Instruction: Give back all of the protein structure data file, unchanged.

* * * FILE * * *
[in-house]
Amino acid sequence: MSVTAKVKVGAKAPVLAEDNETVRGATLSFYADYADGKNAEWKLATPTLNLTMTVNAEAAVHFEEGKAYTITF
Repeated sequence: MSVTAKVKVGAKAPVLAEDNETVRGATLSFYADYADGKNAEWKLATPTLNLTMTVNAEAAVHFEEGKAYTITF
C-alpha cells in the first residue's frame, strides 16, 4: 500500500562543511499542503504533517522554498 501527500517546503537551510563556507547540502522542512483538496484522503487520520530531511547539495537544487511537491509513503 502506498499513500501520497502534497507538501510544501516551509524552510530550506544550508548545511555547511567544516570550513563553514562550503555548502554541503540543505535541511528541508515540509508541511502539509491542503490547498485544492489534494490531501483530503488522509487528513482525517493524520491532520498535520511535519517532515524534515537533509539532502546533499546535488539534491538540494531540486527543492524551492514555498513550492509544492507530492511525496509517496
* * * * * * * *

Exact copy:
[in-house]
Amino acid sequence: MSVTAKVKVGAKAPVLAEDNETVRGATLSFYADYADGKNAEWKLATPTLNLTMTVNAEAAVHFEEGKAYTITF
Repeated sequence: MSVTAKVKVGAKAPVLAEDNETVRGATLSFYADYADGKNAEWKLATPTLNLTMTVNAEAAVHFEEGKAYTITF
C-alpha cells in the first residue's frame, strides 16, 4: 500500500562543511499542503504533517522554498 501527500517546503537551510563556507547540502522542512483538496484522503487520520530531511547539495537544487511537491509513503 502506498499513500501520497502534497507538501510544501516551509524552510530550506544550508548545511555547511567544516570550513563553514562550503555548502554541503540543505535541511528541508515540509508541511502539509491542503490547498485544492489534494490531501483530503488522509487528513482525517493524520491532520498535520511535519517532515524534515537533509539532502546533499546535488539534491538540494531540486527543492524551492514555498513550492509544492507530492511525496509517496